When is a Weed a Weed?
A: When it is a plant in the wrong place
Many of the plants along our canals could easily be classed as weeds by people not in the know.
Pretty and popular plants such as poppies, foxgloves, ox-eye daisies and campion are generally admired and given the benefit of the doubt: but even nettles, cow parsley, docks and groundsel are all important sources of food and habitat to many insects and animals which make their homes along our canals.
So when you see a “tatty” bit of canal bank or towpath and think: “those dirty boot brigade people have not been keeping up with the maintenance”, just think again. Think of all those butterflies and bees, all those newts and frogs, willow warblers and pied wagtails, ducks and swans, kestrals and herons, water voles and badgers: for all those species which need the varied habitat, a wildflower rich bank and towpath can provide.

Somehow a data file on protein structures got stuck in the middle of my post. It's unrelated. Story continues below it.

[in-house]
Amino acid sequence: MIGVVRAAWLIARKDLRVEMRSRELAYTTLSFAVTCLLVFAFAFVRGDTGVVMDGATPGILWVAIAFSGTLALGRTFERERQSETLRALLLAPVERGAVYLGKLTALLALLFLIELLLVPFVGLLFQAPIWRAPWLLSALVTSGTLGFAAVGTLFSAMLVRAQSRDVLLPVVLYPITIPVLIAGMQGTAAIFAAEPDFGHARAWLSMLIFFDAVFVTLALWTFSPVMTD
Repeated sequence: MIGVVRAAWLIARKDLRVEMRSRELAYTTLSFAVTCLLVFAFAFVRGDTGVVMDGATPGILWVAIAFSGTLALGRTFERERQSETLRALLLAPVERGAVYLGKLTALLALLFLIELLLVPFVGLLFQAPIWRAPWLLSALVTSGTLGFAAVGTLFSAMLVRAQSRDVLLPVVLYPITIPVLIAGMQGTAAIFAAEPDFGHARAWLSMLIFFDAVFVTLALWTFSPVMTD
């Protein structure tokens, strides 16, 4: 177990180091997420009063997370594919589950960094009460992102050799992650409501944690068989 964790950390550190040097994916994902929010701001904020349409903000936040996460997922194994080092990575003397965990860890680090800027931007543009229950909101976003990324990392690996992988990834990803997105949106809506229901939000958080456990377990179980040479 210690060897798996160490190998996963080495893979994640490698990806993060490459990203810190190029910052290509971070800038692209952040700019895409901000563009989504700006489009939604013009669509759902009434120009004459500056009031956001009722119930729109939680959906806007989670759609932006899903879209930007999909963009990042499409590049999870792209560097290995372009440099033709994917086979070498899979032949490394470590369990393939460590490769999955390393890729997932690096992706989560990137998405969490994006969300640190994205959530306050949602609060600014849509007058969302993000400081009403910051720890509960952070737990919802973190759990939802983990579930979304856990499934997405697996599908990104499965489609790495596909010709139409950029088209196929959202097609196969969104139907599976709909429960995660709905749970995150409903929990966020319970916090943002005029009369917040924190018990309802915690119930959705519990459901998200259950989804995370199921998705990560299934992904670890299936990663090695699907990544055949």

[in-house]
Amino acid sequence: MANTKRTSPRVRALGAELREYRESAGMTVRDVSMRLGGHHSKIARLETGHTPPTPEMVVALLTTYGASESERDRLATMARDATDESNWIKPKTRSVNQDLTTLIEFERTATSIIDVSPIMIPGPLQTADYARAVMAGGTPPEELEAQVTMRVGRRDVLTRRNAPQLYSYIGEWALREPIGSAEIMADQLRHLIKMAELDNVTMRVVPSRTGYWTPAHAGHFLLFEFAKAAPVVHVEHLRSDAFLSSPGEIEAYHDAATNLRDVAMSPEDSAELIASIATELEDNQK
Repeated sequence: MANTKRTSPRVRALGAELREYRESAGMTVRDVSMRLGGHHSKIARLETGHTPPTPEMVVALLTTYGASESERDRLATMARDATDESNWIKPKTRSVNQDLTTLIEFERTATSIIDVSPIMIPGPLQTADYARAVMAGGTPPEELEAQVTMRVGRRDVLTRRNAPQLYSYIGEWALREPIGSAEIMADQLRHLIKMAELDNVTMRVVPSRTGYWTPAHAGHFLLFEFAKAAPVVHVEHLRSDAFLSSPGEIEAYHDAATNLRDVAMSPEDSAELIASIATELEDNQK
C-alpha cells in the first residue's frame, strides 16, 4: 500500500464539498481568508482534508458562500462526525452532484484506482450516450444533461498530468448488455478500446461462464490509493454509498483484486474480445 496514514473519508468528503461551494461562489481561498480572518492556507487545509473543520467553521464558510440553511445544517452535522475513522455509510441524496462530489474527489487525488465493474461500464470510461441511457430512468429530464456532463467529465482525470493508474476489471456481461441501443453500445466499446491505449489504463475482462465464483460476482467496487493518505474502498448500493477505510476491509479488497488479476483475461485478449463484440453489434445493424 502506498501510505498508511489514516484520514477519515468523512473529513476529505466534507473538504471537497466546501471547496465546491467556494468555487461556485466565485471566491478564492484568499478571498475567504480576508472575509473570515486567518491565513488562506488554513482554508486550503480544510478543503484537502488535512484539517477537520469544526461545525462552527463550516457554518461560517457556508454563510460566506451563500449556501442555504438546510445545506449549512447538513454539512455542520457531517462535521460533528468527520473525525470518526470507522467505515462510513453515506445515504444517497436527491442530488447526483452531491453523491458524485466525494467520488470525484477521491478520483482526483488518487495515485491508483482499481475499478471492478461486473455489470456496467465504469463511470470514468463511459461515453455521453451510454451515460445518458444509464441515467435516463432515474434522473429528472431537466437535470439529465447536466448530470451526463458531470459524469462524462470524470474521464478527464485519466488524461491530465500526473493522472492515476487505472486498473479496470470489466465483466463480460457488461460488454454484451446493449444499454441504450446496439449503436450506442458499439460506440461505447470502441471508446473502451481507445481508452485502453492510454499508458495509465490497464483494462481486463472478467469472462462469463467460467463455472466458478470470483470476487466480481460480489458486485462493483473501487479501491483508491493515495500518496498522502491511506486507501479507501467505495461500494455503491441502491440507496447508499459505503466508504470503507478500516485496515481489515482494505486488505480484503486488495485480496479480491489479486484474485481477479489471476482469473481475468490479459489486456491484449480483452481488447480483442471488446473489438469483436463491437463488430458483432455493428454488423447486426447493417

So, is that bit of nettle in the wrong place?
If the answer is “No, it’s not getting in my way”, then they are wildflowers and need to be “let be” as HRH The Prince of Wales says of his “weeds” in Highgrove... and who are we to argue?